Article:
Can India Join the Nations Becoming Major Exporters of Entertainment and Media?

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Boiling them down to broad regional markets, the occidental market of North America and Western Europe hosts the biggest entertainment and media market. The spending per capita hits some $2,229 in North America and a little over half of that in Western Europe. The Asia Pacific region, on the other hand, only has a per capita spend of $224. The region has a huge customer base that’s willing to fork out a lot of money to acquire and enjoy popular entertainment products, be they movies, video games, albums, or TV shows. So, many nations have sought to export the successful lines of their entertainment industries to these markets.

As India’s film industry already rakes in billions each year alone, the country would seem primed for some international success. There are some pockets of breakthroughs that can be seen, such as the relative flop that was Saaho earning 30 Cr of its 210 Cr at the international box office, as well as the use of India as a theme or setting, but given the popularity and sheer level of production of Indian content, it’s strange that India isn’t already alongside other breakout nations in the western market. 

Breaking into the west without pandering to the English language

Naturally, the biggest entertainment consumer market in the west is the US, with the UK and Canada close in tow. All are mostly English-speaking countries, but over the last decade or so, there have been a great many “foreign language” products, acts, and talents breaking out to become hugely popular. One of the most famous is the South Korean success story of K-Pop. It all started just before the 2012 London Olympics when PSY’s Gangnam Style became a worldwide sensation and the first video to exceed one billion views on YouTube. It’s currently on 4.46 billion views. Since PSY broke out of Korea, many have followed, including BTS, SuperM, Girls’ Generation, IU, Zico, and BoA.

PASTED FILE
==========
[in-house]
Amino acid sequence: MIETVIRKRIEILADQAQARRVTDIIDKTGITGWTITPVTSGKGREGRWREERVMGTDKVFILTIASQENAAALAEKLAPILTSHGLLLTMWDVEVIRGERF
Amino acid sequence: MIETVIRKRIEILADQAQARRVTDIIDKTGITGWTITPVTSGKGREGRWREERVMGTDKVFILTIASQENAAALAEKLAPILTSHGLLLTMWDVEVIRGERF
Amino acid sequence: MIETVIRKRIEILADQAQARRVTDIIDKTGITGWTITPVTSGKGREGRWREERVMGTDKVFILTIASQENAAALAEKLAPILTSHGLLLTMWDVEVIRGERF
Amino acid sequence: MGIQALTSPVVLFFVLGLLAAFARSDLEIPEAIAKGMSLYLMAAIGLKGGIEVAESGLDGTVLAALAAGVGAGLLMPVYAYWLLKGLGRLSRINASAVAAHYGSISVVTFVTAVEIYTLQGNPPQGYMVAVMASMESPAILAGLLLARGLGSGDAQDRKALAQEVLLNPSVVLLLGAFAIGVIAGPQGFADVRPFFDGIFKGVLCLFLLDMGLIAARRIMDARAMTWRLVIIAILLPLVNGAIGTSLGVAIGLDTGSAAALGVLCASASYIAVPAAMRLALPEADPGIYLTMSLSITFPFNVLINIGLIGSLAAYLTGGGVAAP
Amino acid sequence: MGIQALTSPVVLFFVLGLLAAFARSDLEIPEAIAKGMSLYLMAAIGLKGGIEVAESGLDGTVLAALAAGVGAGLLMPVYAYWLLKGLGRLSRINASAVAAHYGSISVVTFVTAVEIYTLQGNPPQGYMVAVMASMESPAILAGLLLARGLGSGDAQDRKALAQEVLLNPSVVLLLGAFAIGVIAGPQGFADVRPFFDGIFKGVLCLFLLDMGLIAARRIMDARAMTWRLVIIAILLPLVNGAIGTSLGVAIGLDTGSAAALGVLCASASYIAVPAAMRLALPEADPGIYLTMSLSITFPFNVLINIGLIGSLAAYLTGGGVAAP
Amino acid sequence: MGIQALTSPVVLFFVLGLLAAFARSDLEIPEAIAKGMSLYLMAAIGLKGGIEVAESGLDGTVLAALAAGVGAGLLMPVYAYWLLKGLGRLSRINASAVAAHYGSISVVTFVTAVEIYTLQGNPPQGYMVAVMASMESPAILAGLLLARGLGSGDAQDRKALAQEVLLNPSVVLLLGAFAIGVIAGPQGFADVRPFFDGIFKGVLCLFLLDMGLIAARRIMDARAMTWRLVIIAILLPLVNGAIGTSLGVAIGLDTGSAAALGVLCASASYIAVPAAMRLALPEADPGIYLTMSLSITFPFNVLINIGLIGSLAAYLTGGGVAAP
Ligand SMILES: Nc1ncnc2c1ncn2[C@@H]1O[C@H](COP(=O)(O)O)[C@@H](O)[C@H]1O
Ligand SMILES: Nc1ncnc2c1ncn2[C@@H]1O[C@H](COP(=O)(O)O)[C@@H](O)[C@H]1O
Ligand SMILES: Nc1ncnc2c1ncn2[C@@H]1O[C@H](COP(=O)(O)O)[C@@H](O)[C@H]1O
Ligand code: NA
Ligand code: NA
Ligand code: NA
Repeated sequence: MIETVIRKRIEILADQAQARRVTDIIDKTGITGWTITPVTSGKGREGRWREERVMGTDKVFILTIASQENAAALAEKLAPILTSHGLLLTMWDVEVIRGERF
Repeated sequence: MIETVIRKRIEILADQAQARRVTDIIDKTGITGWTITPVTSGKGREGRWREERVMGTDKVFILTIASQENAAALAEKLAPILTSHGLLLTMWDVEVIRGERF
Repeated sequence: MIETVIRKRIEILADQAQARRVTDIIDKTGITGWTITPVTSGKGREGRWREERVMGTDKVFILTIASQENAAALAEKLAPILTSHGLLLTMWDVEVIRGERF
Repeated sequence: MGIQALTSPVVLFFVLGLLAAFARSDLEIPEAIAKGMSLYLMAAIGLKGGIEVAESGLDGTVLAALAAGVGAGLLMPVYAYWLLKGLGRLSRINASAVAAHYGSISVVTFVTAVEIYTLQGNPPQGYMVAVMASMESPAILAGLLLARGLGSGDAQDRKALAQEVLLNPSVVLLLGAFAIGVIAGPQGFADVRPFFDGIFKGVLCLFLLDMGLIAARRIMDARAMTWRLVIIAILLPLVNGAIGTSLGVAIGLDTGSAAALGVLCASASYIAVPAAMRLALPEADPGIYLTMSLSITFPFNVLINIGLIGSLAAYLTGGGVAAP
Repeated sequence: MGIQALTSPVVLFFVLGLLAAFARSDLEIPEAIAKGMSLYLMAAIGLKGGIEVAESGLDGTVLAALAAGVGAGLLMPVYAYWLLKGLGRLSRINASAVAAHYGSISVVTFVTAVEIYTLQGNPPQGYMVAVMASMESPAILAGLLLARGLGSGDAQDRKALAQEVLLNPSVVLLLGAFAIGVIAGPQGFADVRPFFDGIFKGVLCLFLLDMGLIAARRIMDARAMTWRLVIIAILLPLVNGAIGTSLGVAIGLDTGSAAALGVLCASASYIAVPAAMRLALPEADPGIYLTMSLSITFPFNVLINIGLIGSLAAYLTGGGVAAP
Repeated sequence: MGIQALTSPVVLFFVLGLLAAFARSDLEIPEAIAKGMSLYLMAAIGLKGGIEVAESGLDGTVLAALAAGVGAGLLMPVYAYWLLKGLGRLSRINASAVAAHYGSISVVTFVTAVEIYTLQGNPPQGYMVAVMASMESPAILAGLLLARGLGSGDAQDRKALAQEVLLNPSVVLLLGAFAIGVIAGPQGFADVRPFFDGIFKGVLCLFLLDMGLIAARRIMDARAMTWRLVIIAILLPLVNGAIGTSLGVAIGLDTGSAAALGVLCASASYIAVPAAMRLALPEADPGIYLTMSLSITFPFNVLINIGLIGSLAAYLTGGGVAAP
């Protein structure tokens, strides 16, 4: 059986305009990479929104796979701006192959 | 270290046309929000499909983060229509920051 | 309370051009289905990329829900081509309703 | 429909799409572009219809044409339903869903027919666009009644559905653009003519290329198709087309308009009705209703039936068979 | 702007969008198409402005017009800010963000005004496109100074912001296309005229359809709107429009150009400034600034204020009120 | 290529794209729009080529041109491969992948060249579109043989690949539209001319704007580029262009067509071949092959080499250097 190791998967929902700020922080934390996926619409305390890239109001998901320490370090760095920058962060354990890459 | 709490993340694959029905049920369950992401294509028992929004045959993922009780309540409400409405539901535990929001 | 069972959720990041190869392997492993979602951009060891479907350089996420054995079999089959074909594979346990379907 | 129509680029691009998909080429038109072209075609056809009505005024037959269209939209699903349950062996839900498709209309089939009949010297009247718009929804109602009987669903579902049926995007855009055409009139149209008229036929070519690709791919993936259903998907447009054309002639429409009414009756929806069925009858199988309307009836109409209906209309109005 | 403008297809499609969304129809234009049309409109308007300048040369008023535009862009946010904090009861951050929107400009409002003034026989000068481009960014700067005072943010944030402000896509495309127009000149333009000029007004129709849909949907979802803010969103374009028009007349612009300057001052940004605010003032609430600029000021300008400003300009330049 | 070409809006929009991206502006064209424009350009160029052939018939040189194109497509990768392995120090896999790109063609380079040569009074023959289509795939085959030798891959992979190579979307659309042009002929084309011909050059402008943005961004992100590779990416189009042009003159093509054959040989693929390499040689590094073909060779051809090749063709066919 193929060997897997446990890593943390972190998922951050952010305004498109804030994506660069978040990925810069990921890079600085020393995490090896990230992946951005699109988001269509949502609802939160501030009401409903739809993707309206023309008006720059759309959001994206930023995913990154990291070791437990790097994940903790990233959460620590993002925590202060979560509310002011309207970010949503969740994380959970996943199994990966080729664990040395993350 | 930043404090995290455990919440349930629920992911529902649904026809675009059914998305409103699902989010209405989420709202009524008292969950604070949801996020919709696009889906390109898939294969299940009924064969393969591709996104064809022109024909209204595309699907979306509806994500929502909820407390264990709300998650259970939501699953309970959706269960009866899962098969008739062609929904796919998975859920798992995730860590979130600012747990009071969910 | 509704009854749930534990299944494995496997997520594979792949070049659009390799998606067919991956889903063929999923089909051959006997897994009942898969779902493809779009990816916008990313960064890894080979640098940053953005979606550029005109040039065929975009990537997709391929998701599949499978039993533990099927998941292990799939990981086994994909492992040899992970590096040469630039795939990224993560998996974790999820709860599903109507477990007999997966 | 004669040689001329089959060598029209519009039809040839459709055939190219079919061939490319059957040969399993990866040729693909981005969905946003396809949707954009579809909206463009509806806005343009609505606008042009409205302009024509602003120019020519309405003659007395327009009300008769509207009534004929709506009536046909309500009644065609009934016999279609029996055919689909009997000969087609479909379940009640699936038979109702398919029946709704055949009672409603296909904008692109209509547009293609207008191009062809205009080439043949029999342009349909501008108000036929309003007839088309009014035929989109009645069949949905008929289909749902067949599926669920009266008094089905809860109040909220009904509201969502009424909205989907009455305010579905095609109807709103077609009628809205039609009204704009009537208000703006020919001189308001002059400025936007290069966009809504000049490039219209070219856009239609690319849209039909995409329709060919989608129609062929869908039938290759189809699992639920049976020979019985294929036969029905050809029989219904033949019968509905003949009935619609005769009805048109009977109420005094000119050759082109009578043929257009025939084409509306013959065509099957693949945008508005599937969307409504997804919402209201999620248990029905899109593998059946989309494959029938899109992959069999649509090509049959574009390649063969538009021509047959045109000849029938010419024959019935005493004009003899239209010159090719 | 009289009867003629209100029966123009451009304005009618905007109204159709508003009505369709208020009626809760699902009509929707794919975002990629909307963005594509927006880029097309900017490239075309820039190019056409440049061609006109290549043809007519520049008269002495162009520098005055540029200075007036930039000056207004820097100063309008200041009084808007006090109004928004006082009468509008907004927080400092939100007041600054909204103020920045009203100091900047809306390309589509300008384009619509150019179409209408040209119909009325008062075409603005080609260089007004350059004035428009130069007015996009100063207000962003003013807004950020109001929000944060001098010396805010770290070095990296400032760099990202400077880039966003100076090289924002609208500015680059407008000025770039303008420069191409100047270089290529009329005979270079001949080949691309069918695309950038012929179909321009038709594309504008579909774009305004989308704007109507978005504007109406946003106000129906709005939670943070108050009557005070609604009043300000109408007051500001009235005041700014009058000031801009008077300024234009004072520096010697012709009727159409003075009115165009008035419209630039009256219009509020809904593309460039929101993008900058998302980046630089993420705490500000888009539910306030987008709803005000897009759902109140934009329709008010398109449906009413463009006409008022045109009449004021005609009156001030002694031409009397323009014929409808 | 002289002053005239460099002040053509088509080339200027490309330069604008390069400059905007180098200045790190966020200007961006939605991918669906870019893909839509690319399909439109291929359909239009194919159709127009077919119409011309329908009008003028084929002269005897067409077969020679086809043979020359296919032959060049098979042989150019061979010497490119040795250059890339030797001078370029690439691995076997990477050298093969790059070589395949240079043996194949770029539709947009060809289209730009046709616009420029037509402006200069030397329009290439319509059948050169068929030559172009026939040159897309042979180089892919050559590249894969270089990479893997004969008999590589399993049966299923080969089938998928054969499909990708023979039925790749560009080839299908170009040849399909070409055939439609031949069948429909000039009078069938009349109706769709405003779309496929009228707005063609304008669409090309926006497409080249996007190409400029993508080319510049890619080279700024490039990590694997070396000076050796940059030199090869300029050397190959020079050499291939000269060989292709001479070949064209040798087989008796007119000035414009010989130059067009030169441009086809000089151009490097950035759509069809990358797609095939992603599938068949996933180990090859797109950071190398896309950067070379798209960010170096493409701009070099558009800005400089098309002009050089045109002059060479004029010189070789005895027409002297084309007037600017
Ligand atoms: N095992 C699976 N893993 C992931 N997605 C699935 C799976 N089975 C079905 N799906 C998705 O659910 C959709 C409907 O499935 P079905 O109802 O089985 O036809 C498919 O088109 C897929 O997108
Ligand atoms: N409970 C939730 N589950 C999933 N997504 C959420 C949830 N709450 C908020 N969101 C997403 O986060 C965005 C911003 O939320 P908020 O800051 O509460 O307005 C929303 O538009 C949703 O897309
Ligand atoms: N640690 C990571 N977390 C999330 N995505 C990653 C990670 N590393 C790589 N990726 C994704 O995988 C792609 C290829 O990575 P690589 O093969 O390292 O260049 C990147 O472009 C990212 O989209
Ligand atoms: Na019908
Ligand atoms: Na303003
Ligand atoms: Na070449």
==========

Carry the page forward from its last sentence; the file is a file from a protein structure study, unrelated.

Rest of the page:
It’s not just Korean that’s being tuned into across the English airwaves, though, with a gluttony of Spanish-language songs and albums breaking into the charts. Yahoo! Finance points to the Luis Fonsi and Daddy Yankee hit Despacito as the catalyst for the second Latin explosion. Now, many English-language artists have pivoted to include a Spanish verse or two, but the stars of the show are increasingly Latin tracks. Most recently, Cataluña-native Rosalía released her third studio album, Motomami, with it getting voted as the favored new music release of its opening week, besting the likes of Nicki Minaj, Carrie Underwood, and Normani in the US.

Music is a somewhat strange medium to break through to English markets or any market that’s not of its native language due to the language barrier. That said, music can still relay its sentiment through sound and quality alone. In visual mediums, speech is essential to the experience, and for a long time, there has been a stigma around subtitles. Now, as NME finds, younger audiences are far more inclined to have subtitles on – a whopping 80 percent of 18 to 24-year-olds, in fact. This looks to have paved the way for non-English breakouts like Japan’s Squid Games, Korea’s Kingdom, Spain’s La Casa de Papel, France’s Lupin, and Germany’s Das Boot, Barbaren, Dark, and Babylon Berlin.